Frequently asked workplace discrimination questions
Every person employed in Australia is entitled to a work environment that is free from discrimination. It is the employer’s responsibility to prevent this type of harm from taking place. Unfortunately, this is not always the case and many employees find themselves being treated less favourably in the workplace because of a particular attribute they have. Often these attributes are something people cannot change. This behaviour may not only affect a person’s health and wellbeing but may also lead to performance issues in their role.
The Supreme Court of Victoria has long supported that every employee has the right to quiet employment. Justice Nathan held in the case of R v Equal Opportunity Board; ex parte Burns  VR 317 that a ‘benefit of employment is the entitlements to quiet employment, that is, the freedom of physical intrusion, the freedom from being harassed’. We also believe that employees should be entitled to this benefit, and where it is breached by their employer, they should find themselves in potential contravention of the Equal Opportunity Act 2010 (Vic).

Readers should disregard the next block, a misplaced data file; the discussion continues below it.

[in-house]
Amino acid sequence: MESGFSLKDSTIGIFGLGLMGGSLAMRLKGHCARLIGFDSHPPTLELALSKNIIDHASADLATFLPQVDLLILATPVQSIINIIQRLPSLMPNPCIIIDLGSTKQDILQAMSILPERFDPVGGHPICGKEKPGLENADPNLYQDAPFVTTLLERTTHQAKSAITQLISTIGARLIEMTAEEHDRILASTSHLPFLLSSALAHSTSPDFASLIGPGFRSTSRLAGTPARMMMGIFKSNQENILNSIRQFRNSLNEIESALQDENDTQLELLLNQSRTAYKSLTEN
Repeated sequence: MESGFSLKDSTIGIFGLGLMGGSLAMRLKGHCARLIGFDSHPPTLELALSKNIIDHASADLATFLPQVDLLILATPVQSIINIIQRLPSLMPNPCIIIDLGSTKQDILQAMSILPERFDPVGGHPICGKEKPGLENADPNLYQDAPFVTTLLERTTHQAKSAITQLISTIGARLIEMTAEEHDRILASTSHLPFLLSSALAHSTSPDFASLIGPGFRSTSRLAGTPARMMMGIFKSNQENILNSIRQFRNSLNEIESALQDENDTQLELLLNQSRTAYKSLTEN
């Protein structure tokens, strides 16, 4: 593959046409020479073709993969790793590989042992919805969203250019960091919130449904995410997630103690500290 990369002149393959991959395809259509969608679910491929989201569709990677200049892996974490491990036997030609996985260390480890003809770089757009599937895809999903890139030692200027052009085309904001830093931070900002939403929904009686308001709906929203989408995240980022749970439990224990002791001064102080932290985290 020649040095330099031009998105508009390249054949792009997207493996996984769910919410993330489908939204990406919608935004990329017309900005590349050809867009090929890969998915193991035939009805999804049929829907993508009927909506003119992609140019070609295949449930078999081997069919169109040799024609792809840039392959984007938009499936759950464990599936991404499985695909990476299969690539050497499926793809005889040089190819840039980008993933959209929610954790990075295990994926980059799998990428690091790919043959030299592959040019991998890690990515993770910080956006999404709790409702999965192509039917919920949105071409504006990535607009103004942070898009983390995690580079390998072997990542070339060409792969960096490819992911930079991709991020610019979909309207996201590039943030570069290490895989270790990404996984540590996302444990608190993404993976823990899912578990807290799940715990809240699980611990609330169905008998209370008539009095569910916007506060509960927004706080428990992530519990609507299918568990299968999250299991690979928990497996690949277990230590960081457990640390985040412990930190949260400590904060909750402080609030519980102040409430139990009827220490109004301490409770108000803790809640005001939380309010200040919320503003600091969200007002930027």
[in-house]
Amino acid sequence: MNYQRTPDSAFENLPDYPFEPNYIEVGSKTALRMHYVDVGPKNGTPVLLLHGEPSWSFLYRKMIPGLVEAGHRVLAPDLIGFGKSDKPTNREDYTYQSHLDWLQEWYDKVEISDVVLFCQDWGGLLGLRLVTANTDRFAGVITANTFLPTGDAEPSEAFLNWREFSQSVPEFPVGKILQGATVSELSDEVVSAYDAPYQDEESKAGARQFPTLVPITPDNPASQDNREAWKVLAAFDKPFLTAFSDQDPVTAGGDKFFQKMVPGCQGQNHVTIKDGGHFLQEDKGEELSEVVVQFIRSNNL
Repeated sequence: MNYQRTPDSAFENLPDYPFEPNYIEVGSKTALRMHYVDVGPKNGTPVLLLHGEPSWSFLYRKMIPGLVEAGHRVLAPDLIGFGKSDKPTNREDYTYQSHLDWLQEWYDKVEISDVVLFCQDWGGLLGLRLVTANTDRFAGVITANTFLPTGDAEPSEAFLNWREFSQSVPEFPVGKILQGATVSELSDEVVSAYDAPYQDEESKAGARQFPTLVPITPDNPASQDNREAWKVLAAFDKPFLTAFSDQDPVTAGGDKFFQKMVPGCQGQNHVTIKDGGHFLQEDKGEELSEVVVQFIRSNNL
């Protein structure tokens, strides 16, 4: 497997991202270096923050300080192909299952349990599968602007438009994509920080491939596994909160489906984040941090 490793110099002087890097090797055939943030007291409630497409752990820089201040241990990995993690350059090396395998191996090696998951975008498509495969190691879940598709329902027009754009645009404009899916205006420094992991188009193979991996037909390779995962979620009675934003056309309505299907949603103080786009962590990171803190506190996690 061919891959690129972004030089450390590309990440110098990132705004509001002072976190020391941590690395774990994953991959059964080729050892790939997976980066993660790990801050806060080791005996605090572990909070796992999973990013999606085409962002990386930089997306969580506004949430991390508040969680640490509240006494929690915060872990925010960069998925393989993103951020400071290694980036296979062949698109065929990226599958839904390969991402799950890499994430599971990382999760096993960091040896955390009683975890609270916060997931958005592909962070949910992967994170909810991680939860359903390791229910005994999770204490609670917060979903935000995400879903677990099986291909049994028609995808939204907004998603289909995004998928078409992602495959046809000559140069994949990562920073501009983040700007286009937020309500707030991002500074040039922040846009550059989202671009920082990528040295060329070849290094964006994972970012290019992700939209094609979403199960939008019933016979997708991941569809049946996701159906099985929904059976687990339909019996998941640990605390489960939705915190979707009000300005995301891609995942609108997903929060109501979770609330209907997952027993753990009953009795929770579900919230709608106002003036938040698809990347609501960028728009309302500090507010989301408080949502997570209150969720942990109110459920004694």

Pursuing a discrimination claim is multi-faceted and can be dealt with by several dispute resolution bodies. This may include the Fair Work Commission, the Victorian Equal Opportunity and Human Rights Commission, and the Victorian Civil and Administrative Tribunal. It is best to seek legal advice to determine which avenue is best suited to handle your claim.
The particular attributes protected from discrimination are extensive, including but not limited to gender, age or pregnancy.